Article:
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Pears Ceramic (Porcelain?) Shaving Brush

Pears, (still an ongoing entity as you may know) have apparently been making soap in England since 1805. Here's one of their ceramic (porcelain?) shaving brush handles, outfitted with a new badger knot. You'll notice a couple of British patents referred to on the bottom of the handle. I managed to track these down. Patent 117346 was applied for in 1917 by Alban Russell Culmer, of Culmak shaving brush fame. Looks like Culmak (operating in England since 1807) made this brush for Pears, likely sometime in the 1920's (an obvious guess). The patent also reveals that the handle is "formed with annular grooves into which are fitted rings of rubber" "which afford cushioning or shock absorbing" "against damage or fracture when made of a brittle substance such as porcelain". "In lieu of rings, studs or projecting portions of resilient substance may be provided". It appears that patent 158587 (applied for in 1919), despite referencing window sashes, was utilized for this alternative "stud approach" to the protection of shaving brushes and other objects. I wouldn't be surprised if this stud approach was never pursued, as it just seems like a bad idea to me. In fact, ceramic or porcelain is not, in most people's opinion I would guess, the most appropriate material to make a shaving brush out of in any event. On the other hand, it looks nice and it's heavy, and it should work fine (at least until I drop it; I'm not putting much reliance on those bumpers!) Anyway, here's some photos of the brush, the patents and the brush again, with it's new protective bumpers installed. Hope you enjoy!
 

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Good stuff, thanks for the info. It not only looks great, but it's survived without any "gravitational accidents"!

I feel like the handle would cramp my hand.
 
Good stuff, thanks for the info. It not only looks great, but it's survived without any "gravitational accidents"!

I feel like the handle would cramp my hand.
Well, I just took the Pears brush for its first spin. Like you said, it looks great... Let's just say I have a bunch of other brushes that are better than this one, and that I don't worry quite so much about dropping. However, this brush (handle, with rubber rings!) is quite rare, and it has a bit of a history, and it's made out of unusual materials, so I'm happy to let it fill a spot on my counter and just look good. Cheers!
 
Pears, (still an ongoing entity as you may know) have apparently been making soap in England since 1805. Here's one of their ceramic (porcelain?) shaving brush handles, outfitted with a new badger knot. You'll notice a couple of British patents referred to on the bottom of the handle. I managed to track these down. Patent 117346 was applied for in 1917 by Alban Russell Culmer, of Culmak shaving brush fame. Looks like Culmak (operating in England since 1807) made this brush for Pears, likely sometime in the 1920's (an obvious guess). The patent also reveals that the handle is "formed with annular grooves into which are fitted rings of rubber" "which afford cushioning or shock absorbing" "against damage or fracture when made of a brittle substance such as porcelain". "In lieu of rings, studs or projecting portions of resilient substance may be provided". It appears that patent 158587 (applied for in 1919), despite referencing window sashes, was utilized for this alternative "stud approach" to the protection of shaving brushes and other objects. I wouldn't be surprised if this stud approach was never pursued, as it just seems like a bad idea to me. In fact, ceramic or porcelain is not, in most people's opinion I would guess, the most appropriate material to make a shaving brush out of in any event. On the other hand, it looks nice and it's heavy, and it should work fine (at least until I drop it; I'm not putting much reliance on those bumpers!) Anyway, here's some photos of the brush, the patents and the brush again, with it's new protective bumpers installed. Hope you enjoy!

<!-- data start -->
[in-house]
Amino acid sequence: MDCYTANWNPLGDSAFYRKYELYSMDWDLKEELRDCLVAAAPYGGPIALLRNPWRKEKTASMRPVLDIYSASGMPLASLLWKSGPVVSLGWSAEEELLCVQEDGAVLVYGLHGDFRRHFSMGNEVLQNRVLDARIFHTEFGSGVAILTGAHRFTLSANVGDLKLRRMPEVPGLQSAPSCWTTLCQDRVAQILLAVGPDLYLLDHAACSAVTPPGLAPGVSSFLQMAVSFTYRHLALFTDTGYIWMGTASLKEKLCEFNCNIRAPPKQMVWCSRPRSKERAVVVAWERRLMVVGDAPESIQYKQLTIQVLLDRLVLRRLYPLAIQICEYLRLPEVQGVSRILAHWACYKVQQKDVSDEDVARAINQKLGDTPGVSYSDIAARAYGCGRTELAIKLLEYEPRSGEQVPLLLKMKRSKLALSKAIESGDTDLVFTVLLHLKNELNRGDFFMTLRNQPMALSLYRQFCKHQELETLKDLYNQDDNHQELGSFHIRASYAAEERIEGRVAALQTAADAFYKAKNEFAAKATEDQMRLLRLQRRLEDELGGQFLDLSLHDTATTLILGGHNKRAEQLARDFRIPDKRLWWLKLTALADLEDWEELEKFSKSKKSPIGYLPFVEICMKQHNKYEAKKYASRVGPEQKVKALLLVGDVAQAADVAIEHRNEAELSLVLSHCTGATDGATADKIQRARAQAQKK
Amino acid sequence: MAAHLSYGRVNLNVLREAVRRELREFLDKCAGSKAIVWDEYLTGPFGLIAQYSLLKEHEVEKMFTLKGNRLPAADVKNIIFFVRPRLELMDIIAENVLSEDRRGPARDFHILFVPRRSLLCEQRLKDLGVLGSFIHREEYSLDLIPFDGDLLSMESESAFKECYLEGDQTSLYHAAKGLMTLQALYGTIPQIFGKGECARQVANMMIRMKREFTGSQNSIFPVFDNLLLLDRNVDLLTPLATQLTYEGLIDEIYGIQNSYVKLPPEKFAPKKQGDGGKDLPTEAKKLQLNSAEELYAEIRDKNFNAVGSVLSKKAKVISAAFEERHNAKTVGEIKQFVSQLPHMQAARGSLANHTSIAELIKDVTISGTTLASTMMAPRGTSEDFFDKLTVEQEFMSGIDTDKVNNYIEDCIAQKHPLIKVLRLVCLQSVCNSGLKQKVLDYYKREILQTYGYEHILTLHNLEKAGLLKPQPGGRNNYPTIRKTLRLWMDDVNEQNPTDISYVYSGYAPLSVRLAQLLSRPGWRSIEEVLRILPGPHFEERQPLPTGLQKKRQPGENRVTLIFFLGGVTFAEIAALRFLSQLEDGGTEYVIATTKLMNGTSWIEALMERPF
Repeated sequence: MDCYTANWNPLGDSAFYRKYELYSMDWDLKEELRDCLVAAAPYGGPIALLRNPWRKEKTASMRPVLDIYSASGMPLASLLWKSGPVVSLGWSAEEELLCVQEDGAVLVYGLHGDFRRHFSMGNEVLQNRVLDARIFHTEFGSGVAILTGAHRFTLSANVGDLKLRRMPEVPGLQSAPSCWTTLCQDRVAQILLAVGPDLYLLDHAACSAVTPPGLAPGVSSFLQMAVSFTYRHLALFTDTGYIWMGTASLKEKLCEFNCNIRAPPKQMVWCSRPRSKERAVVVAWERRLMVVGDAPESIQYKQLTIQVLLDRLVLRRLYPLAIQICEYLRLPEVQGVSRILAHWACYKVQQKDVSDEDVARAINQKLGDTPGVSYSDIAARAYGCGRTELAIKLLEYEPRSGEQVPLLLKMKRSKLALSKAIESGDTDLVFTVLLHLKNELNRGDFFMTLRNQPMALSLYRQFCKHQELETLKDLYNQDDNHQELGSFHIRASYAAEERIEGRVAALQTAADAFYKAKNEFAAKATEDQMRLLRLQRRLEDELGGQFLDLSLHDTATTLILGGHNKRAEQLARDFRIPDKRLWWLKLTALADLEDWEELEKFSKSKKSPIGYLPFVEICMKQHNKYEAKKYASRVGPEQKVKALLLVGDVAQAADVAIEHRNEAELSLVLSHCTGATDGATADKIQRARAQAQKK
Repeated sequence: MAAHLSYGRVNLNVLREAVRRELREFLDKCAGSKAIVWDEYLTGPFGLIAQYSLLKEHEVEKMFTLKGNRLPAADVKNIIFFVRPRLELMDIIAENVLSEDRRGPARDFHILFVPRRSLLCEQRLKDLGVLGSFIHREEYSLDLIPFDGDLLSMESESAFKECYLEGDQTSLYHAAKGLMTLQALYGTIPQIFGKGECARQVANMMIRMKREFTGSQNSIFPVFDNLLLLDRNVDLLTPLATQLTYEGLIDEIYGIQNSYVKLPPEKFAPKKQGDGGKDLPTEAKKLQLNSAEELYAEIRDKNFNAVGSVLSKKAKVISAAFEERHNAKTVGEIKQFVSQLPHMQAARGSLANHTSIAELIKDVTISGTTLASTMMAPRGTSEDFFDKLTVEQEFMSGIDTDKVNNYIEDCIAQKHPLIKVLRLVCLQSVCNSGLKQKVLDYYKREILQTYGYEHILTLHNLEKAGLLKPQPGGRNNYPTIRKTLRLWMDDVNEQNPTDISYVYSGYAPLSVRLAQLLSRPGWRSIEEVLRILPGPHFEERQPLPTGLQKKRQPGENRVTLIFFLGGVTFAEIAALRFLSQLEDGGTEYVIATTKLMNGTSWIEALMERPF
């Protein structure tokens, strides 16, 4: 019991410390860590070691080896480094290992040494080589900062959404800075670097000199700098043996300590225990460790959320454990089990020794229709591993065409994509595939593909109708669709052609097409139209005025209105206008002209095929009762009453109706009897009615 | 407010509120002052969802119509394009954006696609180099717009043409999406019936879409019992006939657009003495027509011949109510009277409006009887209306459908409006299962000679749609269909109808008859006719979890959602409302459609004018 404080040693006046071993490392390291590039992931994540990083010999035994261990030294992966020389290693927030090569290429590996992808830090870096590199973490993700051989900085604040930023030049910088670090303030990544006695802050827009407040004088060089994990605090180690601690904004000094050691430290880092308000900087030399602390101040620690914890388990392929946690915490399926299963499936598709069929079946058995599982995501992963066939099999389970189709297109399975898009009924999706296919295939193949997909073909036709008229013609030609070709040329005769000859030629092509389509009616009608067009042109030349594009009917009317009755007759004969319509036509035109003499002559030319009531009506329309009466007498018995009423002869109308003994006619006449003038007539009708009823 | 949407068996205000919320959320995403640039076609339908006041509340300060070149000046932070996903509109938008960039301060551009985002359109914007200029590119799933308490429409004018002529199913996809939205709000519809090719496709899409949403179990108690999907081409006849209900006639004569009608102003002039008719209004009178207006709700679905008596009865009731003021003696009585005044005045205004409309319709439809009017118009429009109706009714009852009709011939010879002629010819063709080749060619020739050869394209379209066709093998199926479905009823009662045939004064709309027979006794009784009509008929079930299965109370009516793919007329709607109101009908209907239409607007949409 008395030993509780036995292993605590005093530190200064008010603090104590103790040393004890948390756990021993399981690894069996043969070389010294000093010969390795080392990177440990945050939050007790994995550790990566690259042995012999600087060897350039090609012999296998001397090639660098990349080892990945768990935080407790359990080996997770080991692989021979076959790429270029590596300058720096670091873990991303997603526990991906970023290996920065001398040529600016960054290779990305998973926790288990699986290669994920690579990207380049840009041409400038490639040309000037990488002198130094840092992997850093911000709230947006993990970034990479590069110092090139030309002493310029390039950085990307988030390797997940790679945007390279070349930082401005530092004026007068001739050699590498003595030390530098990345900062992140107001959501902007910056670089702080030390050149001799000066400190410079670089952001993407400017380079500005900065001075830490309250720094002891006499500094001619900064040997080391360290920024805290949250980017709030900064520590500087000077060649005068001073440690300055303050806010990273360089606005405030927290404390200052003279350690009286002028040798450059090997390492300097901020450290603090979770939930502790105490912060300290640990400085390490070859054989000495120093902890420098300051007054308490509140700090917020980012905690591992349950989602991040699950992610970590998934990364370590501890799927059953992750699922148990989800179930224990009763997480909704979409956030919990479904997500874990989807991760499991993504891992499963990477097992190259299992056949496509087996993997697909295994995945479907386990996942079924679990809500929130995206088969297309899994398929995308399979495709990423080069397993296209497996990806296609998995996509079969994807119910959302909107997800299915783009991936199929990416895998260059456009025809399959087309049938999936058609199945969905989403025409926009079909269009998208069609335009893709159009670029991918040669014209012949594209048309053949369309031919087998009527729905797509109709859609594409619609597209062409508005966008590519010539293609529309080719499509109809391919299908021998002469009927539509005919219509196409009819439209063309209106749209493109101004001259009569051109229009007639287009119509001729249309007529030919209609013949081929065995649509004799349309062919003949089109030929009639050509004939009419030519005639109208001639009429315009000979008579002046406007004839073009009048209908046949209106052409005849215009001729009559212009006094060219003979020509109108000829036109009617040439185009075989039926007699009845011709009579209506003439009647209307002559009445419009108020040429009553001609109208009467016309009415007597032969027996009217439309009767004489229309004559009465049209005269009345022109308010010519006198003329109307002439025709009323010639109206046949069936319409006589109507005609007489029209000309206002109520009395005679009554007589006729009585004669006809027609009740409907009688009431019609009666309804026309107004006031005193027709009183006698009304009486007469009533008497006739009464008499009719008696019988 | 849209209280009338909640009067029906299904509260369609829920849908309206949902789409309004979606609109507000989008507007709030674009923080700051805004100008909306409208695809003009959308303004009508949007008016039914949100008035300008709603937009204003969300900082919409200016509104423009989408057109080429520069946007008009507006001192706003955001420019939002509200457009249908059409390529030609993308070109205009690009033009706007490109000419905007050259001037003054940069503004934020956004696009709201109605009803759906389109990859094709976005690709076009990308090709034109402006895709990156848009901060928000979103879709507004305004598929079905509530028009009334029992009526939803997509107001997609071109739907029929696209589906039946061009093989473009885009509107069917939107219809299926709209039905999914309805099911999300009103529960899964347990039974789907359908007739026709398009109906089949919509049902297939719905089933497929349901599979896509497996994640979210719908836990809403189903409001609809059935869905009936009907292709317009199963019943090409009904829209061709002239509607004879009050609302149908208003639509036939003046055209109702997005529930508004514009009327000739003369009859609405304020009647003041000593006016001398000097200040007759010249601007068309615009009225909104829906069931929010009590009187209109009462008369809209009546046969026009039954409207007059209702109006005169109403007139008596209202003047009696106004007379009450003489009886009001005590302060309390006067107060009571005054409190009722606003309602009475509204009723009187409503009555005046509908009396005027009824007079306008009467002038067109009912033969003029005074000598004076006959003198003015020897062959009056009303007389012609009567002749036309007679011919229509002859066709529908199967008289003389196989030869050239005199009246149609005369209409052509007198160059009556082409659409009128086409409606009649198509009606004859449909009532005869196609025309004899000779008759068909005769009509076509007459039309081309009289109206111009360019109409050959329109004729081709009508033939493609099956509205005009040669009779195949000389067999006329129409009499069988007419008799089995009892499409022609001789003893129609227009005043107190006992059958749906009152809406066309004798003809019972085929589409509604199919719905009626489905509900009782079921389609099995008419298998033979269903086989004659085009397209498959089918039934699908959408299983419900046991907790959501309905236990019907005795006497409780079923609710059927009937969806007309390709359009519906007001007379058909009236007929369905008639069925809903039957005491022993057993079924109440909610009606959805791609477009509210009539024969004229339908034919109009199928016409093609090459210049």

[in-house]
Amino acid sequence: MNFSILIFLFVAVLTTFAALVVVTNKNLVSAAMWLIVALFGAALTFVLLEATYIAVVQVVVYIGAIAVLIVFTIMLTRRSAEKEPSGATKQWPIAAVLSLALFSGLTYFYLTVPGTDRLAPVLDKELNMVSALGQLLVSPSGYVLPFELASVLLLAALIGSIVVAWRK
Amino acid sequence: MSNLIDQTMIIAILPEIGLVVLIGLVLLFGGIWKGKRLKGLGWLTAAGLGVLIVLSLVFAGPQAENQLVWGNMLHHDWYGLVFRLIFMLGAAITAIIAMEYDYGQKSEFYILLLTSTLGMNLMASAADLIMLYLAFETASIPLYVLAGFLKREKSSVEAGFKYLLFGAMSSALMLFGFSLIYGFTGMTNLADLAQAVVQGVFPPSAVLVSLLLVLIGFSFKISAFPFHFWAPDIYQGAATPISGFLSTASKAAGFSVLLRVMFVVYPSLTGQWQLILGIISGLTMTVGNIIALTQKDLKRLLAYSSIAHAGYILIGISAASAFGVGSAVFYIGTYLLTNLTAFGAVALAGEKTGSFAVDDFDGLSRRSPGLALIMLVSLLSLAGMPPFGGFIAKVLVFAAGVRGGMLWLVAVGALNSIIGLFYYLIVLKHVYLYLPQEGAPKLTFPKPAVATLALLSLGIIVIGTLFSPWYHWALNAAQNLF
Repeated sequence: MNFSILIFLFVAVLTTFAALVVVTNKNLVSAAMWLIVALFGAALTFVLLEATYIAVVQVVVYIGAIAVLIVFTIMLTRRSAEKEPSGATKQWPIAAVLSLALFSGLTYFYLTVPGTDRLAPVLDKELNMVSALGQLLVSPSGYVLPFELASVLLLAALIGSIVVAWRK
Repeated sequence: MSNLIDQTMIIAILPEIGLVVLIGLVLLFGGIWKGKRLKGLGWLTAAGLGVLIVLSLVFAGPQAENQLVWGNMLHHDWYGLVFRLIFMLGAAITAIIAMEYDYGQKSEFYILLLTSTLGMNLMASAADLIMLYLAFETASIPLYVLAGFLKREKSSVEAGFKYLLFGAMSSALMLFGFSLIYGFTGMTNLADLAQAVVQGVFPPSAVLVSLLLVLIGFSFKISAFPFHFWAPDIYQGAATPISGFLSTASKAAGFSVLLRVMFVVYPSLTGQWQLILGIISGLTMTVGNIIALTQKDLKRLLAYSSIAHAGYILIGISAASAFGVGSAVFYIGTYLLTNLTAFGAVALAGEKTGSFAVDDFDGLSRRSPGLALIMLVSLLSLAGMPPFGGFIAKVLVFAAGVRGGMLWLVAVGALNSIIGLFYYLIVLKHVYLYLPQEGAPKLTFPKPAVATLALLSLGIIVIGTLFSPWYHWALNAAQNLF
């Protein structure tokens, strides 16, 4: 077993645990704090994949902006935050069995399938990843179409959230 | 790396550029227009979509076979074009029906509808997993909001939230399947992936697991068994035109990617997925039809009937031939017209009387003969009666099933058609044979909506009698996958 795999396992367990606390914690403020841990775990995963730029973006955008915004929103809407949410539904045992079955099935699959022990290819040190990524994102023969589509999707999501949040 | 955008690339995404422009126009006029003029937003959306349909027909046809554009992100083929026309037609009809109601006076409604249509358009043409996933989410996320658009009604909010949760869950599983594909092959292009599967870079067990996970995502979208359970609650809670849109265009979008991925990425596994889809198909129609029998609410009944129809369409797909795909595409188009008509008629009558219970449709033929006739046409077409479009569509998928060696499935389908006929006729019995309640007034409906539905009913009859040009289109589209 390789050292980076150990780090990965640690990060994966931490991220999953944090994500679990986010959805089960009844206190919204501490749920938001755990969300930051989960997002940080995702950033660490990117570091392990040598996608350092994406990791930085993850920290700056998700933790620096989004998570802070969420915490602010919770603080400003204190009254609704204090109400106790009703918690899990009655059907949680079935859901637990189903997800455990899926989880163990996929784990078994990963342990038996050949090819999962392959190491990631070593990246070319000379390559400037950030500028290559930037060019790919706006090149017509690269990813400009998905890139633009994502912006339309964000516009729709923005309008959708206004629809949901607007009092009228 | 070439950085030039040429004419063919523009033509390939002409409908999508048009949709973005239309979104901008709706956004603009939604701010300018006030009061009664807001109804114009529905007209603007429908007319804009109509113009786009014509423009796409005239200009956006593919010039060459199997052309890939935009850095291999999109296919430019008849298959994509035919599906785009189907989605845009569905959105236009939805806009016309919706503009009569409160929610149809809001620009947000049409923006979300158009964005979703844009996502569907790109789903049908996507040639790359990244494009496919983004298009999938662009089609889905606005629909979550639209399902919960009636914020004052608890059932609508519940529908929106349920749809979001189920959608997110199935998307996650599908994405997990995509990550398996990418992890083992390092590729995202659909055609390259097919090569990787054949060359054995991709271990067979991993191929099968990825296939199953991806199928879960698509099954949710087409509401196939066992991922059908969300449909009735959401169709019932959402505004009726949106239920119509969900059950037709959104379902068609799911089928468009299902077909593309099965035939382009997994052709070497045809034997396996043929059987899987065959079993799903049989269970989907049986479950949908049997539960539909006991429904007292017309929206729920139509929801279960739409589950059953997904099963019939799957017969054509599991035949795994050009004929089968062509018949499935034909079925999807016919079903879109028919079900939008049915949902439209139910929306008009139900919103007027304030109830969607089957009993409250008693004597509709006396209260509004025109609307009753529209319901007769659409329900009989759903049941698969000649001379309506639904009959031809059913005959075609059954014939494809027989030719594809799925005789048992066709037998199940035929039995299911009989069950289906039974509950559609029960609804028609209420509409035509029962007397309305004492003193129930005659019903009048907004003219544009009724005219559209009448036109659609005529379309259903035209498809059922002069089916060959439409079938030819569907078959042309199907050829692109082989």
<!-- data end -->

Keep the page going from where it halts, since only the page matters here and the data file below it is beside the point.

I believe that I got my dates mixed up. It's Culmak since 1805, Pears since 1807, not the other way around. So says Google anyway.
 
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